Thursday 21 October 2021


Refocus on green goals and climate change strategies: ICF

CAIRO, September 9, 2021

World leaders must unite and grab the unique opportunity presented by a post-Covid world to refocus on green goals and climate change strategies to ensure disadvantaged and vulnerable societies are not left behind.
This was the message from a high-level panel entitled ‘Climate Action in a Post-Covid-19 Context: A Twofold Challenge’, held at the inaugural Egypt - International Cooperation Forum (Egypt-ICF) which runs from September 8 to 9 in Cairo.
Addressing the panel,  Selwin Charles Hart, Special Adviser and Assistant Secretary-General for Climate Action Panelists, described the world as being on a “climate cliff” if it fails to meet the 1.5 degrees Celsius Paris Agreement goal – but stressed that the aftermath of the Covid-19 pandemic provided a unique opportunity to refocus green efforts.
“We face this really great opportunity if we are able to address, in a comprehensive and coordinated manner, this dual crisis of climate change and Covid-19,” he said. “Covid-19 represents a once in a generation opportunity to do just this.”
Without action, sea levels will rise, water scarcity will increase and devastating weather catastrophes, including wildfires, floods and droughts, as seen across the world in 20201, will become a more common occurrence, Hart told the Forum.
Hart urged countries to deliver on a $100 billion pledge – the annual sum needed to tackle climate change, adding that the world “cannot give up hope” on delivering on the Paris Agreement.
Dr Yasmine Fouad, Egypt’s Minister of Environment, addressed the Forum saying that the Covid-19 pandemic has placed increased strains on MEA countries, testing their social, economic, and environmental resilience.
She said climate change is “not an environmental challenge. Climate change is a developmental challenge. It hits all development processes hard,” she stressed. “It doesn’t differentiate between a rich, poor or developing country.”
She highlighted Africa as a case in point, noting that despite comparably low carbon emissions, will be of the hardest-hit nations affected by climate change.
Ferid Belhaj, Vice President, Middle East and North Africa, World Bank Group, described climate change as “an existential crisis for the Middle East and for Africa” saying urgent action is needed before it is too late.
“We need to move forward, we need to move fast, we need to move green, and we need to move now,” Belhaj said. Climate change, however, is not only about safeguarding the planet for future generations but presents “huge opportunities” for job creation, he added.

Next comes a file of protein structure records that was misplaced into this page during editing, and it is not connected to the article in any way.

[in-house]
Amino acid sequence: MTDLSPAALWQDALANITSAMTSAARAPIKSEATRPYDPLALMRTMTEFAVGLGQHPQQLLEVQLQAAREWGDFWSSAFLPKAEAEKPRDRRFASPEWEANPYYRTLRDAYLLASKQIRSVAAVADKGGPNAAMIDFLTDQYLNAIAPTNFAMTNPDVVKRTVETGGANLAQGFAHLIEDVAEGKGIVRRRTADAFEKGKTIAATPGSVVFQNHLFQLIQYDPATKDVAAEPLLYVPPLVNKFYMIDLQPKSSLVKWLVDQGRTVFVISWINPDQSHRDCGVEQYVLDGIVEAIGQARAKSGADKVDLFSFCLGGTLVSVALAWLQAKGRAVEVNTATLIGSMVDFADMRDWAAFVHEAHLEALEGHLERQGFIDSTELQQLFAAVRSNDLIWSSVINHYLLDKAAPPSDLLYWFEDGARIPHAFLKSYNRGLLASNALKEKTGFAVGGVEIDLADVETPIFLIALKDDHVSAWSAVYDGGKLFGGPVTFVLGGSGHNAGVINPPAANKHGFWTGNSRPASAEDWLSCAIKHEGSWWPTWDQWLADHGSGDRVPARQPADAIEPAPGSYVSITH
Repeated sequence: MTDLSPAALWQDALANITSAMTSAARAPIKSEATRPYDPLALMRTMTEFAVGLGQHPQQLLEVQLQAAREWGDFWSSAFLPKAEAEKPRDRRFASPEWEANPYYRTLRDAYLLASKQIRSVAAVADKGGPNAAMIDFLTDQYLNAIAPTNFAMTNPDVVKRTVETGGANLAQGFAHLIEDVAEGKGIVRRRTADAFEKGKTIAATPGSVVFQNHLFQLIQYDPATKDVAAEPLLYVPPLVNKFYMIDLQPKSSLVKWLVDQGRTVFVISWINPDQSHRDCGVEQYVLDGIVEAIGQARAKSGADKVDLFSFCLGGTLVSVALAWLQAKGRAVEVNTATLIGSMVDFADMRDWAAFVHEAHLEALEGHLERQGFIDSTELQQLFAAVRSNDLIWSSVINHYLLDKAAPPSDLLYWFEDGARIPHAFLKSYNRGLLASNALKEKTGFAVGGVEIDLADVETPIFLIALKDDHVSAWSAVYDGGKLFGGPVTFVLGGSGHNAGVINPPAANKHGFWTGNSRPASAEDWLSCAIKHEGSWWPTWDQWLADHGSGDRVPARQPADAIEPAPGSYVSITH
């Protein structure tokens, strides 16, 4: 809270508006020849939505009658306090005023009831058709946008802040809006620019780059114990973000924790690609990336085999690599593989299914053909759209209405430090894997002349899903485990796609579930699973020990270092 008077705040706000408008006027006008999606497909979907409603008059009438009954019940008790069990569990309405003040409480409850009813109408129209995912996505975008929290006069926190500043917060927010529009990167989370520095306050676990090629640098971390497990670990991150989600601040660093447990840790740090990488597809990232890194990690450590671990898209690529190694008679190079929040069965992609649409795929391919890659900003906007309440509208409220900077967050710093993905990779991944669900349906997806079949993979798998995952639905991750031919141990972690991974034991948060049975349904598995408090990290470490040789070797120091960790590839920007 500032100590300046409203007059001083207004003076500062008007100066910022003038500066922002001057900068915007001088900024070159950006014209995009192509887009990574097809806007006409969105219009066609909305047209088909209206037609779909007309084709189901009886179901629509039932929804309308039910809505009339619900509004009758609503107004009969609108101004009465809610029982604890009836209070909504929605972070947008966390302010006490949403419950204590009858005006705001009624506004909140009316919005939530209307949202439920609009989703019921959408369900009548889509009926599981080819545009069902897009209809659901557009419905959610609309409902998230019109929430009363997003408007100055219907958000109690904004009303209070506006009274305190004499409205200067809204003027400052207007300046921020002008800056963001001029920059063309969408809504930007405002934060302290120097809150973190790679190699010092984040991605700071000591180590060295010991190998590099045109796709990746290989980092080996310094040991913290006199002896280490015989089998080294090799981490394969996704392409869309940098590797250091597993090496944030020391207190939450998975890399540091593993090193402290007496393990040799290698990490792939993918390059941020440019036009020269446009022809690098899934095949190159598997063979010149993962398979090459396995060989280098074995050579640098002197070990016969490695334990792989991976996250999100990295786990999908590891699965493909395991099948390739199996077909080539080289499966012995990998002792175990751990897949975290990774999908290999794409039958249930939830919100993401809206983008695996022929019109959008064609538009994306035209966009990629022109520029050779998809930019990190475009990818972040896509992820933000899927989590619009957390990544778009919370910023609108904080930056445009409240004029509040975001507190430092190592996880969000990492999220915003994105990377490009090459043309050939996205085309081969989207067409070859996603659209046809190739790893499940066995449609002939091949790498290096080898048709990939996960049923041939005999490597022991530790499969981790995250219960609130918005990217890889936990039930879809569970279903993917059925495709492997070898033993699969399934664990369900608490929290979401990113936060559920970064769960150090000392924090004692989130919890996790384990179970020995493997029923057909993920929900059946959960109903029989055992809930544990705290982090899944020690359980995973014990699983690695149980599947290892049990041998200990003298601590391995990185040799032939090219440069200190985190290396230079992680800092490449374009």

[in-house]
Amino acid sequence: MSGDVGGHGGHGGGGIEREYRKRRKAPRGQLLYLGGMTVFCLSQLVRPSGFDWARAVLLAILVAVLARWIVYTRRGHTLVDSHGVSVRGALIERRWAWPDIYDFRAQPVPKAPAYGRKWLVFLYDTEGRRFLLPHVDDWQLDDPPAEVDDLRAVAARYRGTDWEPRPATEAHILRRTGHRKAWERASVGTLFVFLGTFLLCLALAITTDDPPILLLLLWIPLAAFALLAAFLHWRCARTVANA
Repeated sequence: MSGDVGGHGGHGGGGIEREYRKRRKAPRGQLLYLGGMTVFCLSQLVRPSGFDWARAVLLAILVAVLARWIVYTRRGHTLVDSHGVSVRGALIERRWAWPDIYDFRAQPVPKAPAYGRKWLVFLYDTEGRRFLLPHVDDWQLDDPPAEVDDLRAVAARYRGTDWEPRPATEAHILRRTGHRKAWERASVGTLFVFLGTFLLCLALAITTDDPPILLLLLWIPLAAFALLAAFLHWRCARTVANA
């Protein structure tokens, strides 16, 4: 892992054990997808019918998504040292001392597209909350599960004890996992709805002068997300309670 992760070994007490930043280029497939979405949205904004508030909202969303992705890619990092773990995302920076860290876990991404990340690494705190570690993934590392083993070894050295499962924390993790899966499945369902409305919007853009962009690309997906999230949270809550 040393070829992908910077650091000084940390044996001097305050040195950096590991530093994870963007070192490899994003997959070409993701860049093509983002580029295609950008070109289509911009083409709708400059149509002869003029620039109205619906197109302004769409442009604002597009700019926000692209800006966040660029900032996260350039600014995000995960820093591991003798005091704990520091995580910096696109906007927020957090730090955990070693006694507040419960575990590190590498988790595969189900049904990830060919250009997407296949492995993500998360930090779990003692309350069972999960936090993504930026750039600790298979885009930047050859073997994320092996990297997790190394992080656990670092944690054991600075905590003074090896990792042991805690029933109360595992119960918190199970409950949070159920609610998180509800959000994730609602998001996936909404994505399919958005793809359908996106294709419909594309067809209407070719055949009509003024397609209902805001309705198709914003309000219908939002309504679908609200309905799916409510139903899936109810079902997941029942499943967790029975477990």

Adding that he was encouraged by the plans and commitments taken by Egypt,  Belhaj said climate change was an “immense business bonanza” for green growth that creates jobs, from scaling up climate-smart agriculture activities and decarbonising heavy industry and the grid with renewable energy.
With the MEA region facing a “youth bulge” that will need the creation of 300 million jobs, creating employment in the green sector could be the answer.
Dr Fouad urged countries to act collectively to create policies and said efforts addressing climate change should be made by the people and for the people.
Ian Bremmer, President and Founder of the Eurasia Group and GZERO Media, pointed out that the world needs to learn lessons from the Covid-19 outbreak, pointing out that less than two percent of Africa have been vaccinated against the virus. As with the pandemic, poor nations such as Africa will bear the most severe brunt of climate change, he warned.
Dr Zainab Shamsuna Ahmed, Minister of Finance, Budget and National Planning, Nigeria, also addressed the Forum saying the world is failing to deliver on the promises of the Paris Agreement, describing it as a “rolling train and doors are about to be shut.”
However,  Harry Boyd-Carpenter, Managing Director for Green Economy and Climate Action, EBRD, said “time has not run out yet” and urged global leaders to send “strong signals” through policy prescriptions such as setting a net zero target and to set a “carbon price” on emissions.
This would send a very powerful message to private sectors, businesses, and societies to switch to greener habits, he said.-- TradeArabia News Service


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